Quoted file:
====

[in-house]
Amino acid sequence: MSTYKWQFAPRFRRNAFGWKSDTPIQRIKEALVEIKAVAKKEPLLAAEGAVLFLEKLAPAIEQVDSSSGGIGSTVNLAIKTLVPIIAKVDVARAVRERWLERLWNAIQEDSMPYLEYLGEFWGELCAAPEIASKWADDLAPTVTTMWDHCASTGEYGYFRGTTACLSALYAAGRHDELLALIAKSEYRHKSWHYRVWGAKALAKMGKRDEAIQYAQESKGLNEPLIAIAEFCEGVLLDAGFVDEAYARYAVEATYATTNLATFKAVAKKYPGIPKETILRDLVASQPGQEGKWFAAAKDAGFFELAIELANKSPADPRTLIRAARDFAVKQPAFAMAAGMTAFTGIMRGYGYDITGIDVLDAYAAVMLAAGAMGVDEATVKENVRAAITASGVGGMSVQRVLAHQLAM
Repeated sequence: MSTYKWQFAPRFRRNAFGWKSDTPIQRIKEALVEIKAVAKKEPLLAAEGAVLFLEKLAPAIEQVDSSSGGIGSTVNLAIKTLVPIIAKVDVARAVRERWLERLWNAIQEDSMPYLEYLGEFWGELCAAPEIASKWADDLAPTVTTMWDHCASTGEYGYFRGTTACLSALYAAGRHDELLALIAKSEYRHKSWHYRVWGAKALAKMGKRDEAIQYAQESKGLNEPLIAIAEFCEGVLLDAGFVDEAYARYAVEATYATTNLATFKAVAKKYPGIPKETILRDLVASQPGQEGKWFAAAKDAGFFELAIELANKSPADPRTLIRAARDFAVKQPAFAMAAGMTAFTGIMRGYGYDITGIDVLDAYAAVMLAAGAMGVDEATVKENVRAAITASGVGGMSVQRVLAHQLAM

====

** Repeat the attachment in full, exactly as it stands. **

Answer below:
[in-house]
Amino acid sequence: MSTYKWQFAPRFRRNAFGWKSDTPIQRIKEALVEIKAVAKKEPLLAAEGAVLFLEKLAPAIEQVDSSSGGIGSTVNLAIKTLVPIIAKVDVARAVRERWLERLWNAIQEDSMPYLEYLGEFWGELCAAPEIASKWADDLAPTVTTMWDHCASTGEYGYFRGTTACLSALYAAGRHDELLALIAKSEYRHKSWHYRVWGAKALAKMGKRDEAIQYAQESKGLNEPLIAIAEFCEGVLLDAGFVDEAYARYAVEATYATTNLATFKAVAKKYPGIPKETILRDLVASQPGQEGKWFAAAKDAGFFELAIELANKSPADPRTLIRAARDFAVKQPAFAMAAGMTAFTGIMRGYGYDITGIDVLDAYAAVMLAAGAMGVDEATVKENVRAAITASGVGGMSVQRVLAHQLAM
Repeated sequence: MSTYKWQFAPRFRRNAFGWKSDTPIQRIKEALVEIKAVAKKEPLLAAEGAVLFLEKLAPAIEQVDSSSGGIGSTVNLAIKTLVPIIAKVDVARAVRERWLERLWNAIQEDSMPYLEYLGEFWGELCAAPEIASKWADDLAPTVTTMWDHCASTGEYGYFRGTTACLSALYAAGRHDELLALIAKSEYRHKSWHYRVWGAKALAKMGKRDEAIQYAQESKGLNEPLIAIAEFCEGVLLDAGFVDEAYARYAVEATYATTNLATFKAVAKKYPGIPKETILRDLVASQPGQEGKWFAAAKDAGFFELAIELANKSPADPRTLIRAARDFAVKQPAFAMAAGMTAFTGIMRGYGYDITGIDVLDAYAAVMLAAGAMGVDEATVKENVRAAITASGVGGMSVQRVLAHQLAM